- Posted by Hannah Reynolds and Stu Bowers, photos by Rupert Fowler
- comments (4)
BBC's Top Gear were not the only ones to head to Norway in search of the ultimate solution to snow chaos. Last week Cycling Weekly's intrepid test team headed to icy climes of Risor, near Oslo.
Predicted temperatures of a possible minus 20 degrees meant kit bags packed to the gunnels with every warm, thermal bit of kit we could find. Actually we got lucky - it was only minus 17 when we arrived, but compared to the mild, damp conditions we left behind in the UK, it was enough to take our breath away - literally.
We all started coughing as the backs of our throats were freeze dried by the night air as we shoved our bike bag laden trolleys out of the airport terminal.
Our cross bikes were already fitted with studded ice-tyres, from Schwalbe and Continental and our fingers were crossed they would make the difference, to keep us upright, particularly with the notion of riding across the frozen fjords on the cards, organised by our hosts for the week - Norway Direct.
One and a half metre thick ice should be enough to make sure we stayed dry but none of us had ridden ice tyres before, let alone anything as far out as this, so emotions were a mix of excitement and apprehension, maybe even a little trepidation.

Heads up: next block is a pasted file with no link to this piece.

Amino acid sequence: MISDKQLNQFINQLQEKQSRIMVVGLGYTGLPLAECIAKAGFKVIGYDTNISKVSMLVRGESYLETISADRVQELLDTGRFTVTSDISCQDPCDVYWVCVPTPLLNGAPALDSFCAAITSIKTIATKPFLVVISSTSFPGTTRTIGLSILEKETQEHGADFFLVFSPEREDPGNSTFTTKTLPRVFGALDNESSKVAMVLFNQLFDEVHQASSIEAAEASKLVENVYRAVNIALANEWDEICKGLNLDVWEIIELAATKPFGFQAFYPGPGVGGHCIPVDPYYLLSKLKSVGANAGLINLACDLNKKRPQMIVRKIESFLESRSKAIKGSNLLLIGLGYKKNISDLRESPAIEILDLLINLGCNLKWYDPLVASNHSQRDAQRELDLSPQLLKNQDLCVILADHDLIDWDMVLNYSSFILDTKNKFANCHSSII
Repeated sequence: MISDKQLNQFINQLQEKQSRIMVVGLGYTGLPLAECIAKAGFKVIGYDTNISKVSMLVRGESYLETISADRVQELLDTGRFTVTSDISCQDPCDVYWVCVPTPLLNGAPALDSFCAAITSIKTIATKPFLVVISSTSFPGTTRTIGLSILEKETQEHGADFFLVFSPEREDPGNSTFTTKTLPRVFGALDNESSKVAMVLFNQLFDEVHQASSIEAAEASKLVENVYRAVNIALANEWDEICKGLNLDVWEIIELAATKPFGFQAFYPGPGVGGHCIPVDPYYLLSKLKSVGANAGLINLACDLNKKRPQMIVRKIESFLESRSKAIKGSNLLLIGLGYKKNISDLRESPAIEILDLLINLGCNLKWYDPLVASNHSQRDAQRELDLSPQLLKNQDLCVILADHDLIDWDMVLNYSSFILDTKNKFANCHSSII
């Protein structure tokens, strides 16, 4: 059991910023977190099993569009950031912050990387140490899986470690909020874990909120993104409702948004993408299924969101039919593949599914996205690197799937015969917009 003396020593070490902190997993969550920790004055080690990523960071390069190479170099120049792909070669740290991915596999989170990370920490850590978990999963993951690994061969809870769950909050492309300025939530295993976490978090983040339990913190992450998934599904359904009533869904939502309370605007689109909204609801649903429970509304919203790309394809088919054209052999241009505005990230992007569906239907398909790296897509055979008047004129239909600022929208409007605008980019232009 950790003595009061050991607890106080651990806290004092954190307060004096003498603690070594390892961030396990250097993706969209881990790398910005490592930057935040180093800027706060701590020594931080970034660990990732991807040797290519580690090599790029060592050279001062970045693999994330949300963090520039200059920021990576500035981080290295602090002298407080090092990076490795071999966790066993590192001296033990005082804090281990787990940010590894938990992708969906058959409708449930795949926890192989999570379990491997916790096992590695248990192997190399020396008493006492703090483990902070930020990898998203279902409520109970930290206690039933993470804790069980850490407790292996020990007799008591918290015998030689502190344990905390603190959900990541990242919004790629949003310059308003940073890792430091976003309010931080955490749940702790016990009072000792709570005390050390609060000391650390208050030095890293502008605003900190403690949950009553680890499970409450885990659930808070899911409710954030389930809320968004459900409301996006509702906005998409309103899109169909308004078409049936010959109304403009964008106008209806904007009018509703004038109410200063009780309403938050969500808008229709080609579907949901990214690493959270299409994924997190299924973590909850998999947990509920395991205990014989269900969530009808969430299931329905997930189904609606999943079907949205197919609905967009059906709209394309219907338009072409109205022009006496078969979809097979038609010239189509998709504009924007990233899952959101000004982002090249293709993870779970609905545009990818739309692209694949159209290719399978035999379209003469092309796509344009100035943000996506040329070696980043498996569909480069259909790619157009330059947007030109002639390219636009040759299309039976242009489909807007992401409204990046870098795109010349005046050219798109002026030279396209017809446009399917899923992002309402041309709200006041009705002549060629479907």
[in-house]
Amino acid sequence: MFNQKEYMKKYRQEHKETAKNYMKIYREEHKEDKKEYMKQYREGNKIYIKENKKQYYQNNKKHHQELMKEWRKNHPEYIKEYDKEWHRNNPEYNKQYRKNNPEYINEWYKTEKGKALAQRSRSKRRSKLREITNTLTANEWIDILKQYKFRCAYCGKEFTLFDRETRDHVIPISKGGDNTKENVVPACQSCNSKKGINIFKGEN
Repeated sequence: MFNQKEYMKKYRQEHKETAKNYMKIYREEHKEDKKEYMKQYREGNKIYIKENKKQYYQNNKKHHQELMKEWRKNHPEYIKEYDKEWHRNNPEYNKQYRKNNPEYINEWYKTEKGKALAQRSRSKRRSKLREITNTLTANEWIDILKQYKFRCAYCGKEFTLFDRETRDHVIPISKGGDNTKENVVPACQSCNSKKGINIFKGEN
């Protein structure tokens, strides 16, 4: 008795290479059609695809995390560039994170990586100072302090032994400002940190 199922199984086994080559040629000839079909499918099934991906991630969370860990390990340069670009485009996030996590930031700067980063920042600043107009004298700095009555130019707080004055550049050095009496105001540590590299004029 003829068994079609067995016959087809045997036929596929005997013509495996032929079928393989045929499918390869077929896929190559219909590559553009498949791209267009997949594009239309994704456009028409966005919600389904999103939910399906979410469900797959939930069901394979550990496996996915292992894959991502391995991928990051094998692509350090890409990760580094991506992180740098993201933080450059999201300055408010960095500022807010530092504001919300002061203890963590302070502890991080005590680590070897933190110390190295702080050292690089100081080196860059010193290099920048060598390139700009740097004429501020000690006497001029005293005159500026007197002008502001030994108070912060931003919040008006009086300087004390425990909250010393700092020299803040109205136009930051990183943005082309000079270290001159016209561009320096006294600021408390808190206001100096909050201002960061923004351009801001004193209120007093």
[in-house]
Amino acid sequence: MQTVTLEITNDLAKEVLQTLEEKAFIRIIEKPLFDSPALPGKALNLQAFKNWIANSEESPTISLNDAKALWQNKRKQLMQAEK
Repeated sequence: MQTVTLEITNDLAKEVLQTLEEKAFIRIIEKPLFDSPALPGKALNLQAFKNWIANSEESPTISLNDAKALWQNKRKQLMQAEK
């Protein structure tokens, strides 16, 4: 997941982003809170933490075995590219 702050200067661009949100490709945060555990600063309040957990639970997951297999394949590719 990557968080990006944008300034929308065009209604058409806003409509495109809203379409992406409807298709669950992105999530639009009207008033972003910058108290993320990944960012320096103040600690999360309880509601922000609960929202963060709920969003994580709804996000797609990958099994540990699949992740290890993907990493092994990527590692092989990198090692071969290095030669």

Driving to home for the week, Norwegien Wood, a remote cabin tucked away in the woods near Gjovdal, we were already getting a taste of things to come. Roads were wall to wall sheet ice, a bobsleigh run for cars, with snow banks from the daily ploughing piled high either side.
Once again the discussion turned to tyres. How would they cope? We had left the office with the brief of finding an epic route to ride but would we even be able to stay upright?
It was pitch dark by the time we arrived but thanks to USE Exposure lights we were more than prepared for that too, so following the true stereotype of Brits abroad, it was ‘tally ho' and straight in at the deep end.
How did it go? Down the deep snow covered drive into a fast left-hander onto the compacted snow - giggling and laughing we were shocked and surprised to find we'd all stayed upright. Far from skating around like Bambi on ice we were actually able to ride with confidence.
So, it appears that 240 tiny metal studs makes one heck of a difference. Ice-tyres really do work. So much so, I think we instantly blew the lid on the most convenient excuse not to go into the office when it snows.
Ice-tyres were an absolute revelation and you can be sure that all of us at CW towers will be stocking up ready for next winter. Look out for the full test in the autumn.
For further details of the cabin visit www.norwaydirect.com
Aust Agder Blad newspaper report on CW in Norway